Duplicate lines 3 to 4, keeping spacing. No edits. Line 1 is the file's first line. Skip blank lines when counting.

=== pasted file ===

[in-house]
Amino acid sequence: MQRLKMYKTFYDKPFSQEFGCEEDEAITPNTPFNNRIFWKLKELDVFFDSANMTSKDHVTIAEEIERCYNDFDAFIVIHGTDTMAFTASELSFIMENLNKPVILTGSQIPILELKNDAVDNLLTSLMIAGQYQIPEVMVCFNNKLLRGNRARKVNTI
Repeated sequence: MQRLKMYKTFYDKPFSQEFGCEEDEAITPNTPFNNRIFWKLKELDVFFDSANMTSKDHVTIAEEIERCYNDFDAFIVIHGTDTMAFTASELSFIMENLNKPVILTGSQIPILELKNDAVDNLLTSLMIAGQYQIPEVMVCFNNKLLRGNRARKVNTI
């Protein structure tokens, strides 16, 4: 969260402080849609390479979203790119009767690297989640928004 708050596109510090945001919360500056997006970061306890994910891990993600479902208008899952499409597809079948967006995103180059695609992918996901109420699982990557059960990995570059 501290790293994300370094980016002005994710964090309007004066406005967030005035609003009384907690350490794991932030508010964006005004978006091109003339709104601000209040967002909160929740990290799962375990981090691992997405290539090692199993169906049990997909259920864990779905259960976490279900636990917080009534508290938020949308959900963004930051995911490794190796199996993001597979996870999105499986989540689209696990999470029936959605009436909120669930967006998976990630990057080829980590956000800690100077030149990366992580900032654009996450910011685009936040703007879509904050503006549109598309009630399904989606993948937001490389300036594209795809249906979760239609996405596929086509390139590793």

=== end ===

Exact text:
Repeated sequence: MQRLKMYKTFYDKPFSQEFGCEEDEAITPNTPFNNRIFWKLKELDVFFDSANMTSKDHVTIAEEIERCYNDFDAFIVIHGTDTMAFTASELSFIMENLNKPVILTGSQIPILELKNDAVDNLLTSLMIAGQYQIPEVMVCFNNKLLRGNRARKVNTI
């Protein structure tokens, strides 16, 4: 969260402080849609390479979203790119009767690297989640928004 708050596109510090945001919360500056997006970061306890994910891990993600479902208008899952499409597809079948967006995103180059695609992918996901109420699982990557059960990995570059 501290790293994300370094980016002005994710964090309007004066406005967030005035609003009384907690350490794991932030508010964006005004978006091109003339709104601000209040967002909160929740990290799962375990981090691992997405290539090692199993169906049990997909259920864990779905259960976490279900636990917080009534508290938020949308959900963004930051995911490794190796199996993001597979996870999105499986989540689209696990999470029936959605009436909120669930967006998976990630990057080829980590956000800690100077030149990366992580900032654009996450910011685009936040703007879509904050503006549109598309009630399904989606993948937001490389300036594209795809249906979760239609996405596929086509390139590793």